à la carte. "We're so big you can construct your own silent
retreat," Ms. Husid said. "You can take a yoga class or have
facials and massages and wear a sign that says 'In Loving Silence,'
so people will understand not to converse with you."
Leonardi, a professor of English at the University of Maryland, has
taken a similar devise-it-yourself approach in her own four-day silent
retreats at monasteries in upstate New York, Northern California and
New Mexico. "They weren't organized events. I've just gone. The
monks have been pretty open that way; you can do what you want as long
as you don't disturb them.
gone to some of the services at the monasteries, so I'm participating
in something that is different from my ordinary routine and larger than
my own personal concerns," Ms. Leonardi added. "Yet I also
have the time there to think about my own personal concerns."
not for everyone there. "There were three women who sat behind me
and talked," Ms. Kellner recalled. "The first thing I did was
turn around and show anger by my facial expression. You're not supposed
to have eye contact but I begged them with my eyes to be quiet. They kept
talking. The first thing I did when I could speak again was to turn and
hug them because silence needs to come from within. You can't control
the outside. There will always be noise outside."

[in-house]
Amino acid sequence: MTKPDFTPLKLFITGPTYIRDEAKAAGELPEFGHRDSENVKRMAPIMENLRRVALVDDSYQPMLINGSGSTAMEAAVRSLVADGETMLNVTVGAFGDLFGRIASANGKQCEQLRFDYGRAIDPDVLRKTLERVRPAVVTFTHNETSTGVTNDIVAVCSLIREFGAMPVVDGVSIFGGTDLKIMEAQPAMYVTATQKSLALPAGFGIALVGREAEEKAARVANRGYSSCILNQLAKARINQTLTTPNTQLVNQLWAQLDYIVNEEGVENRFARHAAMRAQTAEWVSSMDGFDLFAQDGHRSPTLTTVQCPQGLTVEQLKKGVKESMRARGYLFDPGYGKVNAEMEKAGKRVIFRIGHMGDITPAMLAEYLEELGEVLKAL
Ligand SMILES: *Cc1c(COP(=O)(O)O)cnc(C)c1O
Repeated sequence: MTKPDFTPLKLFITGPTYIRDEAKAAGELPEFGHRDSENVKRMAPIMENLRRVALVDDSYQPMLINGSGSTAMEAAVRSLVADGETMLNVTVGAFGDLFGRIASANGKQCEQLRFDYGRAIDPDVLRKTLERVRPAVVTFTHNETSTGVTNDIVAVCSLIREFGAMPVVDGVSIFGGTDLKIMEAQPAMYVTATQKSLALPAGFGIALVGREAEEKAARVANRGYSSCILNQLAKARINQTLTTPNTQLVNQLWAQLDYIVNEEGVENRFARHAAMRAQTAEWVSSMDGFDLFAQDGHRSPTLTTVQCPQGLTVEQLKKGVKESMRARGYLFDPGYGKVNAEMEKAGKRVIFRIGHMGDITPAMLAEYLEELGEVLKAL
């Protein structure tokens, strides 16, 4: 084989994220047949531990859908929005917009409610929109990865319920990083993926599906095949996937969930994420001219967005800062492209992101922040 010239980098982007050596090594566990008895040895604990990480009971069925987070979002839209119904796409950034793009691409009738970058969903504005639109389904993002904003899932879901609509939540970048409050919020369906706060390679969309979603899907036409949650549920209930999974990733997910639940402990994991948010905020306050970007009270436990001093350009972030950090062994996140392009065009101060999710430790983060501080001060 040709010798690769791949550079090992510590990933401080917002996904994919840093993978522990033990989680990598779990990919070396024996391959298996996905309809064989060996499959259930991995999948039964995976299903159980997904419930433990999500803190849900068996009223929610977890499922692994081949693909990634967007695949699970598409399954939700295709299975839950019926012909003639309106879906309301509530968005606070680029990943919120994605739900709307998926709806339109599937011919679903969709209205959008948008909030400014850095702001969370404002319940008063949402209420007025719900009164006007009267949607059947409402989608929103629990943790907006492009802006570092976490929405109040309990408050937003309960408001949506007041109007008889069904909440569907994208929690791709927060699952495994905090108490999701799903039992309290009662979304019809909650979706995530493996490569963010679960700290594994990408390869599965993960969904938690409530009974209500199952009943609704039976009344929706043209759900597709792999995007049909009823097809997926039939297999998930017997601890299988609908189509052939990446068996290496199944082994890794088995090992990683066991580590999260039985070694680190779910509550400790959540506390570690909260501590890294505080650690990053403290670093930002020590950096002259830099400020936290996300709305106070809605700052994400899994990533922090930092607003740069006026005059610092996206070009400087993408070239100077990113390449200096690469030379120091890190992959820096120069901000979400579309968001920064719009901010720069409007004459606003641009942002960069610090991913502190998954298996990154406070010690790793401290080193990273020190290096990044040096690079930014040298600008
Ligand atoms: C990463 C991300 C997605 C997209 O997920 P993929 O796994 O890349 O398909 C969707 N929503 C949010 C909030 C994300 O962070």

the first day of Jill Gleichman's weeklong retreat at a Carmelite monastery
in Indianapolis, "I was hyperaware of not talking," said Ms.
Gleichman, a 37-year-old Mahwah, N.J., book publicist. "But then
I fell easily into the rhythm of their life and it was a nice place to
be still. My friends were concerned that I would be overwhelmed with intensive
navel-gazing, but I wasn't. Strangely enough, the experience made me more
appreciative of speech. When I was leaving, a nun told me that I fit in
curiously well. Then I was afraid I had a monastic calling." (Now
the monastery accommodates only women considering a "contemplative
Carmelite vocation." )
everyone finds peace in the quiet. "We have people for whom the silence
is too much," said Karen Gutowski, communications manager for Spirit
Rock. "They sometimes get distraught. If they want to talk, we get
them a job in the kitchen. If they've had enough and feel they want to
leave, we ask that they talk to a teacher first."
the fourth day I got completely crazy," Ms. Hilberry said, "and
what I did was hire a taxi and went to see the Mount," Edith Wharton's
residence. "Then I went to the nicest restaurant in Lenox and had
several glasses of red Burgundy, and then went back and felt like I had
been really bad."
there was "some slight psychic shift," Ms. Hilberry acknowledged.
"I did feel at times some wonderful sense of profound quiet, even
though I wasn't following the rules with rigor. I would do a retreat again,
but not there. I want something lean and elegant."
"There is a real attraction to the idea," Mr. Krapu said, "because people sense there's a healing that can be found in silence. They see it as much more of a break than a traditional vacation where they come home more tired than when they left."
Thank you for your interest.